This research therefore focuses on the ramifications of WeChat's growth on institutional policy and social development; alongside the ethical challenges that may arise. The trajectory of WeChat's development will consequently be analysed - considering their early growth and the impact that governmental policies have had in shaping China's social media evolution. Ultimately, the study endeavours to implicate the complexity of social media in China compared to the West - offering an alternative model to account for the changing power dynamics behind China's digital business environment.
Key words: WeChat, Social Media Market, Tencent, QQ, Weibo
The language of luxury hotel websites - by Dr Amy Suen
The use of websites to promote hospitality services have been a major platform in hotel branding since the 1980s. Yet, comparatively fewer research initiatives have been undertaken to explore the language of evaluation on luxury hotel homepages. This paper explores the ways in which Hong Kong's luxury hotels evaluate their products and services, and construct interpersonal relationships with readers in the introductory texts of their homepages. By drawing upon the framework of their Appraisal Theory within a Systemic Functional Linguistics (SFL) approach, the analysis shows that the hotel homepages tend to present one-way communication from the hotels' perspective rather than a two-way exchange, which engages readers with the online luxury experience. Positive appreciation dominates when compared to the other types of attitudes for evaluating the quality of the products and services. Graduation is heavily employed by a means of superlatives and maximization to amplify the superiority of the hotels, however, it is without a benchmark. In terms of engagement, hotel homepages are predominantly monoglossic with only a few instances of heteroglossic utterances, possibly serving to pre-empt subsequent challenges from readers. The study therefore seeks to propose that the employment of more resources of affect, judgement and engagement could enhance online experience and hence, boost the promotional effectiveness of hotels.
Key words: Hotel Branding, Appraisal Theory, Systemic Functional Linguistics (SFL), Monoglossic, Heteroglossic
Digital Business and Consumers' purchase intentions in Indonesia - by Dr Tao Jiang
This study aims to investigate how product related variables influence consumers' purchase intentions in Indonesia, one of Asia's primary emerging markets. Product Type, Consumer Involvement and Product Review were identified as the key independent variables in an experimental research involving 181 samples. Having conducted the pre-test, eight articles were consequently selected before the results from the online questionnaire were collated from the Indonesian respondents. The results showed that Product Type and Product Review were significant determinants on consumer attitudes and purchase intentions. Although Product Involvement showed to have no substantial influence on consumer attitude, this study further found out that if a product is experience-based with low involvement, it does indeed have a positive influence on the attitude of consumers. Furthermore, respondents showed no discriminations against sponsored Product Reviews which was contradictory to the norms presented in existing literature. This study also discusses both managerial and theoretical implications as well as the research limitations and future research directions derived from the case study.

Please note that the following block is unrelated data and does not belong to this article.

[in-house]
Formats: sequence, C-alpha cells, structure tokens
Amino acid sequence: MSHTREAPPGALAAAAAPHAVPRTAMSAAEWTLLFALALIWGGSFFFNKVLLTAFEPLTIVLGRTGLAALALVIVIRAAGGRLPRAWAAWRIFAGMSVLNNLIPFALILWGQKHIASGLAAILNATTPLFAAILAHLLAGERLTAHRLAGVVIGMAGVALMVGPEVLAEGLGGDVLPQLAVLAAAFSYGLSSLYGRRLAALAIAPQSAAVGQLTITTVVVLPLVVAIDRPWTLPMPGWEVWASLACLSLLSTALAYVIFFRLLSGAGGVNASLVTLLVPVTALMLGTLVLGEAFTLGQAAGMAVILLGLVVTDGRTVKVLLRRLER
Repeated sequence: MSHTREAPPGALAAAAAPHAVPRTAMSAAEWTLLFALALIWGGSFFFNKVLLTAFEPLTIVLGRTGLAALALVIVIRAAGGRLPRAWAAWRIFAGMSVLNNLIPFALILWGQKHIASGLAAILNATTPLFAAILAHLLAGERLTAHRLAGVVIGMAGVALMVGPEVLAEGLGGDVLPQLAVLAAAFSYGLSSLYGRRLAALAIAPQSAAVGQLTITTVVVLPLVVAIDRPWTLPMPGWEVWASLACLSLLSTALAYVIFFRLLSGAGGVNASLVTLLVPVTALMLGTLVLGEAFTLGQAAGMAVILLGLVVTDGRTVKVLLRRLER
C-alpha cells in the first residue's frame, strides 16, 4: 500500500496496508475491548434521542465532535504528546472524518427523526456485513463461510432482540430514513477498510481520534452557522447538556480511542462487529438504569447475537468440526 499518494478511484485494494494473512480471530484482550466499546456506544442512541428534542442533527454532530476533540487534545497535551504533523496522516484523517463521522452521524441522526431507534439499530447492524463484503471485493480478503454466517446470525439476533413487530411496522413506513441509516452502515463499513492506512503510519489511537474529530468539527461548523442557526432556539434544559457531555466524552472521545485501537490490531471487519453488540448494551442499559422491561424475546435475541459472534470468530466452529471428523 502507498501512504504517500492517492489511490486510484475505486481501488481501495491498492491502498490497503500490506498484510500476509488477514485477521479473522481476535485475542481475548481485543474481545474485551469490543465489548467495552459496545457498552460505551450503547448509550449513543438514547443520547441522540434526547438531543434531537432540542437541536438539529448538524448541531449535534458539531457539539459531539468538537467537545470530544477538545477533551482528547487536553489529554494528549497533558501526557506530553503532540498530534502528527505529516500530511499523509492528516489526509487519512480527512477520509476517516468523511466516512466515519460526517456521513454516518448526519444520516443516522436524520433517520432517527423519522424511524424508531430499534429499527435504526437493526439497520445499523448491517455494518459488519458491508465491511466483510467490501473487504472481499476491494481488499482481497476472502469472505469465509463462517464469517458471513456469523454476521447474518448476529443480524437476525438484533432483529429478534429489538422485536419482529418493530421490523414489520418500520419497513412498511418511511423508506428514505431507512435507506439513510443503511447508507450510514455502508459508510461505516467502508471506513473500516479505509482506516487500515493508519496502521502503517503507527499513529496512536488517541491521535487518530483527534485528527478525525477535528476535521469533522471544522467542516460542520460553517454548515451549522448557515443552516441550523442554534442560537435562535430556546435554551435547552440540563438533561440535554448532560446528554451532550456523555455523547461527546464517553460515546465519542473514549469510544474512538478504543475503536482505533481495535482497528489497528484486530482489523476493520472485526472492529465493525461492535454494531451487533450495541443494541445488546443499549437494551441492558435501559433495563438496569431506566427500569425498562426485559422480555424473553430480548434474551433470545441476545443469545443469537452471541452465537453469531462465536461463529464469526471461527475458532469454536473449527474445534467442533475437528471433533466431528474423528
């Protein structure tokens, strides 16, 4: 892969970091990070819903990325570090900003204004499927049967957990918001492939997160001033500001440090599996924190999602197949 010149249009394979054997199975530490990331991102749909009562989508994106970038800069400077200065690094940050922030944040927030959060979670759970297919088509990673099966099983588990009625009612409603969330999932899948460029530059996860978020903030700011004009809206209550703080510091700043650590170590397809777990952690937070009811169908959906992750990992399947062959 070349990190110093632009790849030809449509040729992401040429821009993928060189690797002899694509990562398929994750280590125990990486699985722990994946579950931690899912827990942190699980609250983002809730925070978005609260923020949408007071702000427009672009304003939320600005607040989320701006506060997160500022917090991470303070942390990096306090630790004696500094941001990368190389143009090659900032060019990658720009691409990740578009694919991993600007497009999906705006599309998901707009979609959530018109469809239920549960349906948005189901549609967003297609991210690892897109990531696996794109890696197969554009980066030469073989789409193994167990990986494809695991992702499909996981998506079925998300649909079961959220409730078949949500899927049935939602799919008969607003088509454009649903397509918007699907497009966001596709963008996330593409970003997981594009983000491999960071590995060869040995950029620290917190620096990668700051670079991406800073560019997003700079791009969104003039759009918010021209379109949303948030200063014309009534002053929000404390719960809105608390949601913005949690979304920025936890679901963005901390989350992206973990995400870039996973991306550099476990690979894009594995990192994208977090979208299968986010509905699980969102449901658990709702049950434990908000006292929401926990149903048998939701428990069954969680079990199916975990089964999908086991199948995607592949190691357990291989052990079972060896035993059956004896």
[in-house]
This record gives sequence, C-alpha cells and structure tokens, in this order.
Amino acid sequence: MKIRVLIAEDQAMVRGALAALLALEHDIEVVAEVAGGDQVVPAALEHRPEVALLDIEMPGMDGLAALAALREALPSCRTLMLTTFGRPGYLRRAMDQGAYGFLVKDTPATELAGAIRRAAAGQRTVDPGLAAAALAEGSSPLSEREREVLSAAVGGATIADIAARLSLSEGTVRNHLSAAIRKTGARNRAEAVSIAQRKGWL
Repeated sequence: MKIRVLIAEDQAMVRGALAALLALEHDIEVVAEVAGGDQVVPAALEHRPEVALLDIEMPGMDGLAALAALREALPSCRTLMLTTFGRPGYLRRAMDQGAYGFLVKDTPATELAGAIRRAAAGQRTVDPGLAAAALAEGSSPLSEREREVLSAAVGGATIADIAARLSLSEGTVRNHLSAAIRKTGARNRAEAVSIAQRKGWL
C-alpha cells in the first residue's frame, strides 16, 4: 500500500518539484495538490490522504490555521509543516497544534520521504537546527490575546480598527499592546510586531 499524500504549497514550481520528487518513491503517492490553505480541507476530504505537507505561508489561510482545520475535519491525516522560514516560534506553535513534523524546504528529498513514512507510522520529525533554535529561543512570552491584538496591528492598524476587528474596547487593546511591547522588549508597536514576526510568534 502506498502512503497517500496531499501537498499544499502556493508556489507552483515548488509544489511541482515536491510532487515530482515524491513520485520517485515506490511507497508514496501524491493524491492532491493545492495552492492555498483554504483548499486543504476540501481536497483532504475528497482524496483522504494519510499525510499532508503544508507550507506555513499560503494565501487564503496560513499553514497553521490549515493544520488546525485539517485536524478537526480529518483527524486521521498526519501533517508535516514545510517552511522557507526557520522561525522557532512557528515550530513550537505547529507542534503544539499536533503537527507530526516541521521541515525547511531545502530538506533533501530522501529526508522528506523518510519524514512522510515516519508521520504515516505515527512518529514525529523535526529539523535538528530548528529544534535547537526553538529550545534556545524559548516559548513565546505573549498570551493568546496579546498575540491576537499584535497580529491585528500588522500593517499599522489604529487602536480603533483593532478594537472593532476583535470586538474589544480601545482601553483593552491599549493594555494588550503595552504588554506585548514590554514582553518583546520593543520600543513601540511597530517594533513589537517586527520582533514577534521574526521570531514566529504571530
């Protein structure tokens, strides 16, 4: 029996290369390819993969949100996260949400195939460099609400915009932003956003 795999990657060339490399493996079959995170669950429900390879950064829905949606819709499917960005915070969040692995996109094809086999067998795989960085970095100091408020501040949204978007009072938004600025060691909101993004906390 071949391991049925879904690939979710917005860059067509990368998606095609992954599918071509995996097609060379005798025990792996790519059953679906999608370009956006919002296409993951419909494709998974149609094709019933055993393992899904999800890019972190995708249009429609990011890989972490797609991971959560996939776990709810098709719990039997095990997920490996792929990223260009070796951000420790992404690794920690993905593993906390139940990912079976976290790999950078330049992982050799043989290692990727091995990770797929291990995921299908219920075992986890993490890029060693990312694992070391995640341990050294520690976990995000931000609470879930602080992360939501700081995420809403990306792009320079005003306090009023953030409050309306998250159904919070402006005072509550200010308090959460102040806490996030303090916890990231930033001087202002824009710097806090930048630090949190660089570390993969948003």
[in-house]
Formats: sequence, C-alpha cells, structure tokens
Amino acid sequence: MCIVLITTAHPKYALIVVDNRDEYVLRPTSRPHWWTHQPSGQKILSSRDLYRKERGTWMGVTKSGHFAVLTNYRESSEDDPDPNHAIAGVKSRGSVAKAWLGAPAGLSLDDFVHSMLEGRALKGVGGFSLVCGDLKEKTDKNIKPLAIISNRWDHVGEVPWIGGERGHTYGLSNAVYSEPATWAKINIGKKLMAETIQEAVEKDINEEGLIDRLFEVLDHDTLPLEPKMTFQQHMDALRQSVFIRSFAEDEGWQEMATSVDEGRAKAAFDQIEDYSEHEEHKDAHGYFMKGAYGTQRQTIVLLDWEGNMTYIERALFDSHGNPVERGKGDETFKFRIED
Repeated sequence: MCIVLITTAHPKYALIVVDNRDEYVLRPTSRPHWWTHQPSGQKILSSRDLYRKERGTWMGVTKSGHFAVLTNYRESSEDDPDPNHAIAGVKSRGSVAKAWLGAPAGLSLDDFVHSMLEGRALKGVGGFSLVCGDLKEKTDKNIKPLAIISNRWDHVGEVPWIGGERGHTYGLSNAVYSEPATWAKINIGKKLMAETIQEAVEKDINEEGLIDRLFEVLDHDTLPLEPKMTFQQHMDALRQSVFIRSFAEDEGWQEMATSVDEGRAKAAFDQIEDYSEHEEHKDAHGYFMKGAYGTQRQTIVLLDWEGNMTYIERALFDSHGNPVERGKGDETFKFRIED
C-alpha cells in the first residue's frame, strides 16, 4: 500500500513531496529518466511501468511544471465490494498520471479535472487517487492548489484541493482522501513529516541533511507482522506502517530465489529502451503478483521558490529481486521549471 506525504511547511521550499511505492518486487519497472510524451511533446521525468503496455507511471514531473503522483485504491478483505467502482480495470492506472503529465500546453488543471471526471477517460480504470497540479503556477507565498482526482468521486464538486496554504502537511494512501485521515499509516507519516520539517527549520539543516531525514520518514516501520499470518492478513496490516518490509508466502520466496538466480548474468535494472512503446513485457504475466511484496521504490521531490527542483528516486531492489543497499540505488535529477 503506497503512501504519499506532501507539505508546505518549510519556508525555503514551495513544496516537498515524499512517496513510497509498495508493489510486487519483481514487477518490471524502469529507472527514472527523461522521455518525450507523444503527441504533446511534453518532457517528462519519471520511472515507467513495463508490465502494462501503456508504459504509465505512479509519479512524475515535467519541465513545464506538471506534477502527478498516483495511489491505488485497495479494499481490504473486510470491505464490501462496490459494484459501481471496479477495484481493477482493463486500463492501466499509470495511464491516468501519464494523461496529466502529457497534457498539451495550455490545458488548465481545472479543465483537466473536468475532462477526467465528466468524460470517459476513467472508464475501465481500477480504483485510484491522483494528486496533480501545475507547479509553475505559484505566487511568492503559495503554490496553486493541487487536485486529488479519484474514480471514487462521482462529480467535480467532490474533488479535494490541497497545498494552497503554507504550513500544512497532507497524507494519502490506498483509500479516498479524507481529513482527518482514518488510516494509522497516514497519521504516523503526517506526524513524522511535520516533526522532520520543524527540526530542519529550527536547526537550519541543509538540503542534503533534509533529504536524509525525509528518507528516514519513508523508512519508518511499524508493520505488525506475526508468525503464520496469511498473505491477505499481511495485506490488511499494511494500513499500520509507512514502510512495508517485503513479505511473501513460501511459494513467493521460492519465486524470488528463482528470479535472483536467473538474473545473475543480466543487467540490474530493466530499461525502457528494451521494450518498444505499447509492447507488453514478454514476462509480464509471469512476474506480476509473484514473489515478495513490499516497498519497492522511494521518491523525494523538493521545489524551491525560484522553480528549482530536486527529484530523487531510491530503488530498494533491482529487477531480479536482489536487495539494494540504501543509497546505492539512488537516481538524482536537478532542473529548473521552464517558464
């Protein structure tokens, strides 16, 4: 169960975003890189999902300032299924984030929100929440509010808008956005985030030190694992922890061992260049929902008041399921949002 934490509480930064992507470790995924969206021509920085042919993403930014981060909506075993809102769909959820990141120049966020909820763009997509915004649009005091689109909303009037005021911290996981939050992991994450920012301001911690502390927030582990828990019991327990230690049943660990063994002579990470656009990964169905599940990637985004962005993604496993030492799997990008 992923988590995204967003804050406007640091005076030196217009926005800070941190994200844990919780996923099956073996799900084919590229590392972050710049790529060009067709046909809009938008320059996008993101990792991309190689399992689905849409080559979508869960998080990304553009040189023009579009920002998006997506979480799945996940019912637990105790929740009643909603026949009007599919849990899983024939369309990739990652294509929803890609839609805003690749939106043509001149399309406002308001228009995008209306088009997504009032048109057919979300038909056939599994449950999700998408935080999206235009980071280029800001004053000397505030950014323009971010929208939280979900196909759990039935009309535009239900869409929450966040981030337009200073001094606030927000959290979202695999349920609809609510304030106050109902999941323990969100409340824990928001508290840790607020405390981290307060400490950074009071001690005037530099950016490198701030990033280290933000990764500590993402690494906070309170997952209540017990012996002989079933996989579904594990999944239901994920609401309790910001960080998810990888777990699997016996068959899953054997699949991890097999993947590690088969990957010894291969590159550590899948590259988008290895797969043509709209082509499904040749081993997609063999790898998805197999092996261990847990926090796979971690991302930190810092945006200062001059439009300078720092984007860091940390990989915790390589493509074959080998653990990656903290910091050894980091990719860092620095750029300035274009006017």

Keywords: Product Type, Product Review, Sponsorship, Consumer Involvement, Attitude
Enhancing brand image and brand trust in the Vietnamese Tourism Industry via E-word of mouth - by Dr Hoang Thi Phuong Thao
Based on the theories of information adoption and brand enhancement, this paper explores the key factors impacting the electric Word-of-Mouth (e-WoM) adoption and the consequent effects on brand image and trust of e-retailers in the Vietnamese tourism industry. The relationship between such information adoption on the development of the brand will therefore be investigated. Data was collected from 272 tourists from four of the biggest cities in Vietnam: HCM, Nha Trang, Da Nang and Hanoi. Factor analysis and the SEM model were implemented and utilized to assess and analyse the dataset. Ultimately, information relevance, accuracy and source credibility were paramount when discerning the influence of the e-WoM adoption. The influence of brand image in the relationship between e-WoM adoption and brand trust will further be examined.
Keywords: e-WoM; information adoption; brand image; brand trust; Tourism in Vietnam.
The regional expansion of China's digital business and its impact on Taiwan - by Chung-Sen Wu & Chih-Yuan Weng
China has been undergoing an economic transition from the export-led growth characterized by low-value-added manufacturing, to the development of a consumption-led economy. Online retail sales in mainland China totalled 3.877 trillion yuan ($US 590 bn) in 2015, up 33.3 percent from the prior year, making the country the world's largest market for e-commerce. Chinese consumers have adapted to the digital world by using new shopping channels and payment gateways via WeChat, Alibaba and Taobao. According to a recent study by eMarketer, circa 30 percent of all retail sales in China will be done online by 2018 - when e-commerce sales are expected to surpass $US 1.5 trillion. Essentially, China's 12th Five-Year Plan for E-commerce Development (2011-2015) set forth the goal of significantly increasing the contribution of the e-commerce industry to the national economy by 2015. Furthermore, China has actively promoted an initiative called "Internet Plus," with the aim of utilizing the internet and any related technological means to spur the next stage of economic development. The growing middle class in the ASEAN and the surge in internet users are also creating opportunities for Chinese digital companies to expand into the region. This chapter will therefore endeavour to discuss how China's digital business industry has evolved and how its expansion beyond the mainland may impact the region in general; and on Taiwan, in particular.